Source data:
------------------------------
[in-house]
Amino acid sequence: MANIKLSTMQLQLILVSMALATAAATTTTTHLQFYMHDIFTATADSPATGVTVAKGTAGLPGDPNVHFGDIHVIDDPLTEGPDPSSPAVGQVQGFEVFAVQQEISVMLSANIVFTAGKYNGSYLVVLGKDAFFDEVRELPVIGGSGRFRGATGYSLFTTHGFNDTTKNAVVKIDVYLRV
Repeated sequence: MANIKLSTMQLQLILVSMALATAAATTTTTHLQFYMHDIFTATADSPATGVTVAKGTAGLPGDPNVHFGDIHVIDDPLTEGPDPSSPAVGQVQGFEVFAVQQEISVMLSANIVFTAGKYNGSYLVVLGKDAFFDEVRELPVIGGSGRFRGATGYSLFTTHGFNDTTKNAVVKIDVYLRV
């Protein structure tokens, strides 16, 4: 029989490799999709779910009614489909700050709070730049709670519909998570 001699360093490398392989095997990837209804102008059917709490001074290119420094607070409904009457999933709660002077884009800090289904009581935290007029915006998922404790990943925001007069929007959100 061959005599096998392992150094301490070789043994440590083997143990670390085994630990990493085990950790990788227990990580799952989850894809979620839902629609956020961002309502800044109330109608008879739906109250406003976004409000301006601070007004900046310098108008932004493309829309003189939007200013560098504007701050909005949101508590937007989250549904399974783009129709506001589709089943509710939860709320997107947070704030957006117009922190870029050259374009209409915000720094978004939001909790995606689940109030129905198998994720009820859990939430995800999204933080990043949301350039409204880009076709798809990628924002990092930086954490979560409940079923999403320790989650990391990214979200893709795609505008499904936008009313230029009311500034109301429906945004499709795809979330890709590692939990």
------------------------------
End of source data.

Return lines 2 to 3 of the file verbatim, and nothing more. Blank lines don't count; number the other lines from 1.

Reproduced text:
Amino acid sequence: MANIKLSTMQLQLILVSMALATAAATTTTTHLQFYMHDIFTATADSPATGVTVAKGTAGLPGDPNVHFGDIHVIDDPLTEGPDPSSPAVGQVQGFEVFAVQQEISVMLSANIVFTAGKYNGSYLVVLGKDAFFDEVRELPVIGGSGRFRGATGYSLFTTHGFNDTTKNAVVKIDVYLRV
Repeated sequence: MANIKLSTMQLQLILVSMALATAAATTTTTHLQFYMHDIFTATADSPATGVTVAKGTAGLPGDPNVHFGDIHVIDDPLTEGPDPSSPAVGQVQGFEVFAVQQEISVMLSANIVFTAGKYNGSYLVVLGKDAFFDEVRELPVIGGSGRFRGATGYSLFTTHGFNDTTKNAVVKIDVYLRV